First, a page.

The benefits of big data in manufacturing ranges from several preventive level advantages to aiding predictive decisions. Let us look into the different ways that highlight the importance of data analytics in the manufacturing industry.
The manufacturing industry has been the center of technological innovations. Whether it is mobile connectivity, industrial IoT or next-gen hardware, the data that is generated through all the different mediums helps raise competitiveness to the next level. The data leads to greater insights in the market trends, better understanding of the customer needs, and forecasts into the future trends. In short, it provides everything that gives manufacturing houses a massive competitive edge.
Downtime of hardware can be a real productivity hazard in the manufacturing domain. It doesn’t just hamper employees’ time but also requires a lot of maintenance and troubleshooting. Now, the solution that the industry has found for the issue is using industrial data analysis to perform preventive and predictive maintenance on their hardware. It helps the manufacturers keep a track of hardware’s quality assessment by analyzing their efficiency and working on a daily basis.
Manufacturing houses are now using advanced sensors to provide big-data powered alerts to the field technicians concerning the maintenance requirements, they are using RFID tags to monitor the condition of units, and making use of data-driven reports that offer accurate suggestions for improving the customer services.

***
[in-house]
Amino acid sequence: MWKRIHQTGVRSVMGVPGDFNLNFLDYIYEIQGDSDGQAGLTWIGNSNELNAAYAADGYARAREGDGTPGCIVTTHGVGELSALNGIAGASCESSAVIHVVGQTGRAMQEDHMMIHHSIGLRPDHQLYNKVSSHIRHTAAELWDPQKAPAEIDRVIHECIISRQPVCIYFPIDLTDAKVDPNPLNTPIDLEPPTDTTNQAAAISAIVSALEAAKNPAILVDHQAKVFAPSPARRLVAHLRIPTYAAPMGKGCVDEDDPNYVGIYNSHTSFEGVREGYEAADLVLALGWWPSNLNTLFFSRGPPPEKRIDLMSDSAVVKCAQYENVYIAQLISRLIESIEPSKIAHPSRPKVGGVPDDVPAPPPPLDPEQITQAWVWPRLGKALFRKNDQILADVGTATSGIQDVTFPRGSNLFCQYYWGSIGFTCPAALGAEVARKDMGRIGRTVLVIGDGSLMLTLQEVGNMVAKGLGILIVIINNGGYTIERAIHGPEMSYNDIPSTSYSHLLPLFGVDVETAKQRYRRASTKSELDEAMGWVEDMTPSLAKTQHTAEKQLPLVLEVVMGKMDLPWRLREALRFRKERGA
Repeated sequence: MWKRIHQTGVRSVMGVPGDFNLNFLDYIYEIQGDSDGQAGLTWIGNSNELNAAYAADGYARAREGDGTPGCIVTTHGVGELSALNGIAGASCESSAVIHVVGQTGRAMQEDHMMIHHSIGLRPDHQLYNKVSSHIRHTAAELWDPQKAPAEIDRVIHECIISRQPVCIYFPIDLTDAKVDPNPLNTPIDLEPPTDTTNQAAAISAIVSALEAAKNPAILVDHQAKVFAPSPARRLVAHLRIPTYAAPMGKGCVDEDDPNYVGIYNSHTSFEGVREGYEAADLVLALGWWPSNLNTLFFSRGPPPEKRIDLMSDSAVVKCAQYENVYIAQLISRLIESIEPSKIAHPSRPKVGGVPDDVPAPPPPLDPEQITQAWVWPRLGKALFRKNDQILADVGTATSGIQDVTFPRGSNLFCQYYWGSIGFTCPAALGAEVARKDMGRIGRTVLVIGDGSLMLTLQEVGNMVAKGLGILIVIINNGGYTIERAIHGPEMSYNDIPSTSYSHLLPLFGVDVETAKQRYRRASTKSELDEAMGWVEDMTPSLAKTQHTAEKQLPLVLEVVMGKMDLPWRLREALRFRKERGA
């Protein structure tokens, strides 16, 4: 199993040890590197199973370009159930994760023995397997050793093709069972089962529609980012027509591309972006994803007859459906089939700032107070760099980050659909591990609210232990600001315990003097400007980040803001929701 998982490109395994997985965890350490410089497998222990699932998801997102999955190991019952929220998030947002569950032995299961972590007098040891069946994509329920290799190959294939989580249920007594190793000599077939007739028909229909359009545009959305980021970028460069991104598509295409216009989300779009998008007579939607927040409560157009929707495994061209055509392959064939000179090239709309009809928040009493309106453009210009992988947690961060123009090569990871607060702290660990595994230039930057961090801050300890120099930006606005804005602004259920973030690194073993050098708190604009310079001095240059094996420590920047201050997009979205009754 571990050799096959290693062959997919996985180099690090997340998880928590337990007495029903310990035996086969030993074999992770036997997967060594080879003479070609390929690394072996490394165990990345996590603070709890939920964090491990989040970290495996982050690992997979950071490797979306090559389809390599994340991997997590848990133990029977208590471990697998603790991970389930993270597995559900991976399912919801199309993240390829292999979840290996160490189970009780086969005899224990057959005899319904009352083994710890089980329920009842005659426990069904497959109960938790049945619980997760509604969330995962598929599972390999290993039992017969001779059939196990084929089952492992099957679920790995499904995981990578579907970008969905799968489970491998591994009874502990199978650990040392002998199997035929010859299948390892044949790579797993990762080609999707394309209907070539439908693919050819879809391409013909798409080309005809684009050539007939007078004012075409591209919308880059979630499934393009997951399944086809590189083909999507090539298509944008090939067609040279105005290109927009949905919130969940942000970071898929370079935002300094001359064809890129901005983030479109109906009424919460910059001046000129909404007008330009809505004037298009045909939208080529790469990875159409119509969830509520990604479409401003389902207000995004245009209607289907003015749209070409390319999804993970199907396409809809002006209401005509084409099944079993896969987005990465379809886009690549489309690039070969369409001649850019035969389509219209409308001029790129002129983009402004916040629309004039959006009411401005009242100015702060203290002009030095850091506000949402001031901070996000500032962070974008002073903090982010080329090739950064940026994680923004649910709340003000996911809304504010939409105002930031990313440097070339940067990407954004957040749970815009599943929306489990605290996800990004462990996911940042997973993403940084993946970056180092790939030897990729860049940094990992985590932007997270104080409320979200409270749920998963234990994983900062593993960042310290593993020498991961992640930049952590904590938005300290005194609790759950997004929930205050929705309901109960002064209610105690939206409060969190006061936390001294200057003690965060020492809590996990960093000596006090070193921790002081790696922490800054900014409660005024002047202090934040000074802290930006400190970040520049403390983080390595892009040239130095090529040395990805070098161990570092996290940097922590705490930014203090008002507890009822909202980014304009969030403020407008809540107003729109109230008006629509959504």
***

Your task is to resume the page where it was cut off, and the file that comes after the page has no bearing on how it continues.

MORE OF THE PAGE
Big data analytics in manufacturing gives manufacturers the ability to track down the location of the products. This capability of tracking down the product location using technologies like radio frequency transmission devices, and barcode scanners, solves the issue of products getting lost or becoming difficult to trace. What this means for customers is that businesses are able to give them a more realistic delivery timeline.
One of the key productivity signs of a manufacturing house is determining what the market needs are and what volume of goods they need to create.
Back in the day when big data in manufacturing did not exist, businesses relied on human estimates that led to goods either getting produced in excess or shortage. Big data helps with giving businesses important predictive insights that helps them make the choice better.
The incorporation of real time manufacturing analytics specifically in the CRM system can help manufacturing houses forecast the future in real-time. The analysis of CRM data can showcase the difference in the order and consumption patterns that can be used for driving the adjustment in production. Moreover, the big data-driven intelligence gathered from the CRM can help with knowing what the customers are asking for and then preparing the production in a cycle in a way that the time to respond minimizes.